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Both parties banking on tax bill as a 2018 campaign issue

Rici Hoffarth | St. Louis Public Radio

With the federal tax overhaul now law, Missouri’s political candidates in both parties are highlighting their support or opposition to the measure as they try to appeal to voters as the 2018 campaign cycle gets underway.

State Attorney General Josh Hawley, a Republican candidate for the U.S. Senate, is particularly aggressive in using the tax law for his initial attacks against Democratic incumbent Claire McCaskill.

Hawley says he’s surprised that McCaskill would vote against the overall bill after she succeeded in adding a provision barring companies from seeking tax deductions on money paid to victims, or their attorneys, in work-related harassment or assault cases.

“It’s just a sign of the hyper-partisanship that she has become captured by,’’ Hawley said in an interview with St. Louis Public Radio.  He added that he supported the anti-harassment provision.

Overall, Hawley called the tax overhaul “a great start to providing meaningful tax relief for working people and working families, which is desperately needed.” He singled out the new law’s provisions that double the standard deduction and the child tax credit. 

Republican Attorney General Josh Hawley and Democratic U.S. Sen. Claire McCaskill
Credit Durrie Bouscaren & Carolina Hidalgo I St. Louis Public Radio
Republican Attorney General Josh Hawley and Democratic U.S. Sen. Claire McCaskill

McCaskill campaign spokeswoman Meira Bernstein replied that the senator’s success in tacking on a sexual-harassment provision didn’t negate her overall dissatisfaction with the final version of the bill.

"Josh Hawley's support for a bill that overwhelmingly favors the ultra-wealthy while middle-class Missourians get crumbs is further proof that he should stop listening to his party leaders in D.C. and start listening to Missourians,” Bernstein said “Claire will always put the people of Missouri first, which is why — after 50 public town halls this year — she voted against this backward bill that leaves hard-working Missourians behind."

U.S. House candidates also promote tax views

Candidate filing doesn’t begin until late February in Missouri, but the region’s incumbent members of Congress – and their possible challengers – are already using the tax law to frame their early campaigns.

U.S. Rep. Blaine Luetkemeyer, a Republican whose district takes in much of St. Charles County as well as other outer suburban counties, predicts that the tax law will become more popular as voters see evidence of their lower tax bills.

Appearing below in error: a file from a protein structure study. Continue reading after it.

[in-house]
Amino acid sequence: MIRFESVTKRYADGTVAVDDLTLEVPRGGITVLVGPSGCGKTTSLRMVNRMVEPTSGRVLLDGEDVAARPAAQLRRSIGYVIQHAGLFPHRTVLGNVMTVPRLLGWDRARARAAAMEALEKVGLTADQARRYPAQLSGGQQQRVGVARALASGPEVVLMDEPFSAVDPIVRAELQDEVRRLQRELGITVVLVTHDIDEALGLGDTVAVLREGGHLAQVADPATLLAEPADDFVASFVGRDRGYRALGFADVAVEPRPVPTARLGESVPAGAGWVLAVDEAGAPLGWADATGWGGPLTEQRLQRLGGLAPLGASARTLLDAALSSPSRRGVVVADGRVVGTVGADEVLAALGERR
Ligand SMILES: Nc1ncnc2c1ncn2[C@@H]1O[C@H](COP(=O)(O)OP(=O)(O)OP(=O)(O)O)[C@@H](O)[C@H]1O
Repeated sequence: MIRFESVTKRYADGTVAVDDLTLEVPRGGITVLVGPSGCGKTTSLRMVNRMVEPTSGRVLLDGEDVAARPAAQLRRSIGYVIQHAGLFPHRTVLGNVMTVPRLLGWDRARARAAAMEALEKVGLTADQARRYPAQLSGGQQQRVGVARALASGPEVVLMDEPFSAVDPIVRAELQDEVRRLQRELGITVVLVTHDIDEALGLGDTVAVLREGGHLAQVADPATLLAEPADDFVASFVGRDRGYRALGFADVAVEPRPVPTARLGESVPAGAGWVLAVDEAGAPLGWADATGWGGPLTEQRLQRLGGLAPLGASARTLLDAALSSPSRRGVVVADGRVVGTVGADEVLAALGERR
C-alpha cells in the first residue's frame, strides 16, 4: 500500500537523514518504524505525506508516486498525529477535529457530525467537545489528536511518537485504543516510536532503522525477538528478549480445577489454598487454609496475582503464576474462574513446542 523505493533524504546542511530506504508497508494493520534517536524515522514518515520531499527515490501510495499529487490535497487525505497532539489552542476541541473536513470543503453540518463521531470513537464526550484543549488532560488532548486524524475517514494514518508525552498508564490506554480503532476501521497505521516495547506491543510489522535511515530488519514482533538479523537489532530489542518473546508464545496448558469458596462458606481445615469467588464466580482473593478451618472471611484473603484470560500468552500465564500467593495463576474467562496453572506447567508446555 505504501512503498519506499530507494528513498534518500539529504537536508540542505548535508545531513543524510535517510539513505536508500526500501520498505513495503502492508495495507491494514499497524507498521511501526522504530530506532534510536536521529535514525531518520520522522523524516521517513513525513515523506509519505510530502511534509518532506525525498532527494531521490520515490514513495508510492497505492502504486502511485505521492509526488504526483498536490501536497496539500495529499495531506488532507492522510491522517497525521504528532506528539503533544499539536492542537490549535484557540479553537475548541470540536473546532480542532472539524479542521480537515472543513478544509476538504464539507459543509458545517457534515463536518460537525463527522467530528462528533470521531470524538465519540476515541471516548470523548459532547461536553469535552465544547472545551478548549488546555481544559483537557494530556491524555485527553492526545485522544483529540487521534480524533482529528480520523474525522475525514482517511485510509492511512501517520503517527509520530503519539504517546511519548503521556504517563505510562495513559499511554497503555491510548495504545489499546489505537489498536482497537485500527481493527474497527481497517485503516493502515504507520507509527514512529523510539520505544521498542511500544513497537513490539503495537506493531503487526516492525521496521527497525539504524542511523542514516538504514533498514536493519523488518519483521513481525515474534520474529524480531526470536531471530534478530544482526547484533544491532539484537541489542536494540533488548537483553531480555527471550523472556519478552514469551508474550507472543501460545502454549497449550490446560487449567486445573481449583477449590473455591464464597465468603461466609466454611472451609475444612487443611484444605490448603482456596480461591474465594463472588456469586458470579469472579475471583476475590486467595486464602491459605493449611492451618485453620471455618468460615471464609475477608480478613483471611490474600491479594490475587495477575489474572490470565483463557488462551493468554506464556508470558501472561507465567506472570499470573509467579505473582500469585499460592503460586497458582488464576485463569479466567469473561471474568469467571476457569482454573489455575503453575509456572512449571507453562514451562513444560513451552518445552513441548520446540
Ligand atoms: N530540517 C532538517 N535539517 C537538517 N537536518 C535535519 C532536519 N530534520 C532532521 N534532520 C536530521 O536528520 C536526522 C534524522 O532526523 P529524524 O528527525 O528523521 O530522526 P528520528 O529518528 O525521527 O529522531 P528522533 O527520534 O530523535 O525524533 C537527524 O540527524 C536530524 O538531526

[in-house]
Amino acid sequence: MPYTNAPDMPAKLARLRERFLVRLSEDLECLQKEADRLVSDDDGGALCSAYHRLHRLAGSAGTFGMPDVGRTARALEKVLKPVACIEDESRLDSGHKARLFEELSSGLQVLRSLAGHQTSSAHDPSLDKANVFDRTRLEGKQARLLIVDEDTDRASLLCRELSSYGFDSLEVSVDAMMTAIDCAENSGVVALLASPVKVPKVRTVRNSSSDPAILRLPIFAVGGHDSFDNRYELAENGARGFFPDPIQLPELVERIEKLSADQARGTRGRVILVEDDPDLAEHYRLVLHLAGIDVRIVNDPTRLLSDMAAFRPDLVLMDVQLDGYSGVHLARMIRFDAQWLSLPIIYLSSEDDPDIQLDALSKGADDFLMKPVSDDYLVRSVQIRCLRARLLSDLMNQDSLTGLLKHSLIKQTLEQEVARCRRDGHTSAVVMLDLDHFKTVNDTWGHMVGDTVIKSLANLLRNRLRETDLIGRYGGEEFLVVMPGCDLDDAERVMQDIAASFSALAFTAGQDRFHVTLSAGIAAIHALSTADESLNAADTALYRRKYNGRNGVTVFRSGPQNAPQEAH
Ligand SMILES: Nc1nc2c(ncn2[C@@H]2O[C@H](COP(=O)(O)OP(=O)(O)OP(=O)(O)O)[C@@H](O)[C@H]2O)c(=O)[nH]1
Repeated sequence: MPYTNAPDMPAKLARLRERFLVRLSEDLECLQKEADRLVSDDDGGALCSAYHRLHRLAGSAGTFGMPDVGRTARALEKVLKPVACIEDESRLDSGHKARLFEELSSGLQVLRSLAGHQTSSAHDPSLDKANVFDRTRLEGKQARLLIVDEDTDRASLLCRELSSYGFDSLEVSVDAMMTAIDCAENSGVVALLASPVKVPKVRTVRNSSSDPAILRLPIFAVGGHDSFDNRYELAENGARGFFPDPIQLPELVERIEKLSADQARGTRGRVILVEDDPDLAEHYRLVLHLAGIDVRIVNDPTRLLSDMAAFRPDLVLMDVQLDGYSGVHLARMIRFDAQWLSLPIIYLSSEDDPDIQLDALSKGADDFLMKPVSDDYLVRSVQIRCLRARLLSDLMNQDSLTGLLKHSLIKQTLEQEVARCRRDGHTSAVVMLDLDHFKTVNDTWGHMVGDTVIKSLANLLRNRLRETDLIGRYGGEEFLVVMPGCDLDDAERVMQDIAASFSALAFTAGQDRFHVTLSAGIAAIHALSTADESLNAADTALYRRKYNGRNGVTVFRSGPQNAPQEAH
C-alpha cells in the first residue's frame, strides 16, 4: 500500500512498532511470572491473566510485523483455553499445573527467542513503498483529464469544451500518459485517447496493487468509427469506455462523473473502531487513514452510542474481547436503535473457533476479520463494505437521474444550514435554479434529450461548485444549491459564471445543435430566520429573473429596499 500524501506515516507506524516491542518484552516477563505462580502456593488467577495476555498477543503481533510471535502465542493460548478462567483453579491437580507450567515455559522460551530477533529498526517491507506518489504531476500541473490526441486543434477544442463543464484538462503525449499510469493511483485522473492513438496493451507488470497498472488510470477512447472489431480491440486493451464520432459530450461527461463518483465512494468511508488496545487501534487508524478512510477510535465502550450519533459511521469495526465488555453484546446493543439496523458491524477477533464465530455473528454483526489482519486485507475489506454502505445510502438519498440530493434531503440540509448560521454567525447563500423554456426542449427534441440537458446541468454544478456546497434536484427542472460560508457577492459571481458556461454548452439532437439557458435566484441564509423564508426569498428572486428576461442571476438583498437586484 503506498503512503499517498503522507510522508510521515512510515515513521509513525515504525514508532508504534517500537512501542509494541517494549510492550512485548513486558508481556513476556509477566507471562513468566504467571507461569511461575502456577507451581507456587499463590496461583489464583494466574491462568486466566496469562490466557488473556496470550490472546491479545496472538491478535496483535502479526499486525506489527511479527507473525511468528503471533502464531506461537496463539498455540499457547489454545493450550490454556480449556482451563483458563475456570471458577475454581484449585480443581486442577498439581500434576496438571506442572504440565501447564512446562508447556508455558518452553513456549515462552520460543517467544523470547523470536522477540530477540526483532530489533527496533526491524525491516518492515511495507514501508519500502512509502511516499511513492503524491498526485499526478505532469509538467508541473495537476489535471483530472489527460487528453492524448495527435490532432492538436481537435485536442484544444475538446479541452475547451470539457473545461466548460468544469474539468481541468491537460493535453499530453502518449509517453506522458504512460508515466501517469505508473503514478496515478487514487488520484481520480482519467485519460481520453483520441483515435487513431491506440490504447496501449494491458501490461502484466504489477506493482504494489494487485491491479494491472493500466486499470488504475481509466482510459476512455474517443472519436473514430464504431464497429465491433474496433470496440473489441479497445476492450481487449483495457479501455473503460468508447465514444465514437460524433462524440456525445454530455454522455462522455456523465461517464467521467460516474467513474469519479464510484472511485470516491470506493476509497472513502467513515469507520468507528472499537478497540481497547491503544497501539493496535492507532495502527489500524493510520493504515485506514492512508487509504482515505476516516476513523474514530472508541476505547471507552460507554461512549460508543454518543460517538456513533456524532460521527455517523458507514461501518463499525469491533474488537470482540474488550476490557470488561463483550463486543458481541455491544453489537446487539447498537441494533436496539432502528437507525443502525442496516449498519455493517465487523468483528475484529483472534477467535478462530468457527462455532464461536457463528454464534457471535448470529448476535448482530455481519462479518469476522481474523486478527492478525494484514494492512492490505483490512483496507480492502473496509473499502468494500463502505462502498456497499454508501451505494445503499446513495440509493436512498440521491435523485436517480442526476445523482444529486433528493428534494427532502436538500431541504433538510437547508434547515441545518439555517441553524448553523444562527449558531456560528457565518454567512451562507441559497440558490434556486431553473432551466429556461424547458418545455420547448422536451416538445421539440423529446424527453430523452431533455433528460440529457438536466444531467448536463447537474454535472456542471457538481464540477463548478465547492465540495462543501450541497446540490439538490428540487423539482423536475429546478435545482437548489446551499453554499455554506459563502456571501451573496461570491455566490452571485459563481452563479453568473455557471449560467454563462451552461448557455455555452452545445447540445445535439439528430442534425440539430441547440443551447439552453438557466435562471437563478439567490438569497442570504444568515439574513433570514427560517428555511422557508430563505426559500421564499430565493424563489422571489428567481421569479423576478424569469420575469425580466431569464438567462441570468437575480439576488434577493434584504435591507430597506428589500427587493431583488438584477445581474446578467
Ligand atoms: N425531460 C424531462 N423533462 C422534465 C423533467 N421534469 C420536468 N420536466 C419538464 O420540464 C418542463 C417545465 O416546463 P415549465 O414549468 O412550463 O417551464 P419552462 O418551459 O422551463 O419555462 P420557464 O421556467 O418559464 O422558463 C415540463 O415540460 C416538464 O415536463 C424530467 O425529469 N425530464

“As we go into 2018, Missourians will start seeing more money in their paychecks and growth in the economy across the country,” Luetkemeyer said in a statement.

But U.S. Rep. Lacy Clay, a St. Louis Democrat, takes a sharply dimmer view, citing some analyses of the law’s provisions.

“Families like President Trump’s will be richly rewarded while over 320,000 middle-class families in Missouri will get a tax increase,” Clay said. “In fact, 83% of the tax cuts in this deeply flawed and fiscally irresponsible bill will pad the pockets of the top 1%. ... This isn’t tax reform. It’s tax fraud.”

A similar debate may take place in the St. Louis region’s 2nd Congressional District, which takes in much of St. Louis County.  Republican incumbent Ann Wagner sees the new tax law as fulfilling a commitment to her constituents.

“I promised them that I would find a way for families to keep more of their hard-earned money,” the congresswoman said in a statement. “Today, we are delivering on that promise and no media hyperbole or partisan backlash will change the bottom line. This bill cuts taxes for middle-income Missourians, allows American businesses to flourish, and paves the way for an increase of good-paying jobs.”

One of her Democratic rivals, Cort VanOstran, was sending notes to potential donors contending that Wagner’s real pledge had been “to enact a tax scam for the benefit of the ultrawealthy.”

Both sides agree that the next few months will determine which party will be in the best position to use the tax law to their advantage in the November 2018 election.

Follow Jo on Twitter: @jmannies

Jo Mannies is a freelance journalist and former political reporter at St. Louis Public Radio.